Magneto shows up to try and recruit Liz (her father is one of his Brotherhood members) but things get settle by the X-Men just showing up. I love Stuart Immonen's take on the X-folks, but it would have been fun to see a bit more action. Overall, the art isn't enough to carry my interest in a book that I know is going to hit a huge status-quo change (and a depressing one at that). I think I'll switch to checking out any further Ultimate books from the library.

Saturday, May 15, 2010

Star Wars Legacy TPB 3: Claws of the Dragon

Now that's more like it! As John Ostrander ties his Legacy universe more and more into the Star Wars stories I know, I find myself more and more interested. This trade gives us the background of Darth Krayt, the new leader of both the Sith and the Empire. Ostrander ties him back to the Clone Wars, Obi Wan Kenobi, AND makes him a Tuskan raider! That's enough nerd cred to make him a lot cooler in my opinion. Krayt reveals all this while trying to sway Cade Skywalker to the dark side. Once again, Ostrander stages all of this to make it familiar and new at the same time. He balances the feel perfectly, making this really feel like a continuation of the Star Wars story I'm familiar with.

The Legacy universe is getting more and more populated too. I love the new squadron of Imperial pilots who almost seem like the inheritors of the Rogue Squadron standard. (Heck, maybe they are, I sure wouldn't know!) Morrigan Corde has some big secrets too, you'd think that being Cade Skywalker's secret Mom would be enough, but she's got some doozies.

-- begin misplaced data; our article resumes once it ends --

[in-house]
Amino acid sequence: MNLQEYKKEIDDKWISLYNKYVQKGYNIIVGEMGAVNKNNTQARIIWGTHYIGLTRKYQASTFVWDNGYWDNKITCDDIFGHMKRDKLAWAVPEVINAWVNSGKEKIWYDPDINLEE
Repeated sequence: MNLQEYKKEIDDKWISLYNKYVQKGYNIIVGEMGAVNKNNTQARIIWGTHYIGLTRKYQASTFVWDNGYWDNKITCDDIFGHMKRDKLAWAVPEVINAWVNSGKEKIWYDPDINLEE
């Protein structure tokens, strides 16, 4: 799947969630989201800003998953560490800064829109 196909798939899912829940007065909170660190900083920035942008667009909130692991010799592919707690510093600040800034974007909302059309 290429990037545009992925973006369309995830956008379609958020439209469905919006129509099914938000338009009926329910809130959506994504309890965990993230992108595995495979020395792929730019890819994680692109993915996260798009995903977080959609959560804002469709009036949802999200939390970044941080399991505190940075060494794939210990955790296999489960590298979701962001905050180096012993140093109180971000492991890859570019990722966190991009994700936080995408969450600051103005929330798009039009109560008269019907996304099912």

I really enjoyed the pages spent fleshing out the smugglers (including Cade's partners Jariah and Delilah), but it comes at the cost of absolutely no rogue Imperials, which bums me out, I like those guys. The Vong are easier to take in this trade too, as invaders from another universe, maybe that's why they look like they don't fit in quite right.

In all, this feels like it could be an "Empire" chapter for Legacy. Cade is wooed by the Dark Side, but I don't think he ever really comes close to going for it, he's got too much pent up anger at the Sith to ever join them. Plus, he comes out and states that part of the reason he acts the way he does is so that he's not doing what people tell him to. It's the response of a petulant teenager, but I don't think he's exactly learned that with great power comes great responsibility yet. He's getting there, though.

Jan Duursema does a nice job with the Sith. I love how they look like a team of super-villains but they're still made up of races we know from the movies. Very nice character designs. It's always fun to see a wookie show up too.

I never thought I'd say this, but I'm actually interested enough in the comic Star Wars universe to hunt down some other trades. Where should I start? Rogue Squadron? Clone Wars?


Friday, May 14, 2010

R.E.B.E.L.S. #16

Tony Bedard is doing his best to bring the 90's back. I can't speak for most readers (judging by the sales numbers for this book) but I love it. Bedard balances universe-building, character development, and action perfectly. I love that Captain Comet wanted to quit the LEGION because he thinks it's doomed to fail, but he's staying because Starfire is so dang hot. I also like the way Starfire and Adam Strange (and Animal Man when he's around) have built this long-lasting friendship after 52. Vril Dox is still a jerk, but I love the way he's always after the next big plan. He's Reed Richards without a conscience and a love of money.

Bedard's cast may end being just as cool as the original LEGION staff. I do wish Stealth wouldn't have died during Starro's attack, she'd be a fun voice to add to the chaos. I'm not sure we need two new GL's added to the group, but I do like the idea of two evil races getting their own Lanterns, it could get interesting.